Connacht captain John Muldoon has admitted that his team have developed a habit of starting slowly in matches during the final quarter of the season.
The Westerners went down 24-20 to Ospreys in the final round of the Pro12 regular season, and had to claw their way back from 24-0 down at half-time to secure that bonus-point defeat.
“Unfortunately, towards the last quarter of the year we’ve been a little bit loose and given away big leads and then had to chase them in the second half," Muldoon told RTÉ Sport.
“It’s been somewhat frustrating in terms of chasing the game so hard, trying to get there and we leave ourselves a mountain to climb.
“If you do that too much you’re invariably going to get caught. Earlier on in the year it happened a couple of times as well, but we conceded a little bit less than what we have over the last couple of weeks.
“It’s frustrating. We dropped the heads a couple of times after scoring and that cost us big time.”
“All the pressure is on Gloucester. Their fans are going to expect them to win the game easy" - John Muldoon
However, despite defeat to the Welsh region, Connacht still finished seventh in the league table and qualified for the Champions Cup qualifier play-off against Gloucester at Kingsholm next Sunday. The winner of that tie goes on to face the seventh-placed Top 14 team in the play-off final.
The teams met earlier this season in the Challenge Cup quarter-finals, with the Cherry and Whites coming out 14-7 winners at Kingsholm, and going on to win the cup outright.
However, Muldoon feels that Connacht have nothing to fear on their return to the West Country.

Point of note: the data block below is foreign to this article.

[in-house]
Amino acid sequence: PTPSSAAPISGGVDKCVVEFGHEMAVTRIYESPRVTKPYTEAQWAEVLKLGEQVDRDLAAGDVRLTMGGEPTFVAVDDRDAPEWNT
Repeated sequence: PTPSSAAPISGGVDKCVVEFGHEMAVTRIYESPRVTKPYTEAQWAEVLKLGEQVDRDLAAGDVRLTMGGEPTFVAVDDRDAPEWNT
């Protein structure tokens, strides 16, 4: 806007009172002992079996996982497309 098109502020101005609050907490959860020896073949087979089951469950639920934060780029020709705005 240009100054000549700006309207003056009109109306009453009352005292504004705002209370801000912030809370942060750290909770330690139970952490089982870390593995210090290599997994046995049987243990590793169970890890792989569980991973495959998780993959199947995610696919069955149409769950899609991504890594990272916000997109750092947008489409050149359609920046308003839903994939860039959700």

“A month and a half ago with everything to play for they battered us in the first half in the Challenge Cup and got 14 points unanswered," said Muldoon.
“Then we came out and got seven and I think we were a little bit disappointed with the tries we conceded that day.
“We’ll go over there with confidence and take the positives from the way we played in the second half against Ospreys.
“It’s all to play for. I don’t think we have anything really to fear. Going over to Gloucester we’ll be underdogs again and it’s a winner-takes-all game effectively.
“All the pressure is on Gloucester. Their fans are going to expect them to win the game easy. I think after the quarter-final they seemed to think the conditions suited us – the wet rain. We don’t like the rain. Our style of play doesn’t really suit the rain. Unfortunately, 90% of our games are in the rain, at home especially.
“A nice dry day will suit us perfectly. And it will fall into their hands perfectly as well as they have some dangerous players."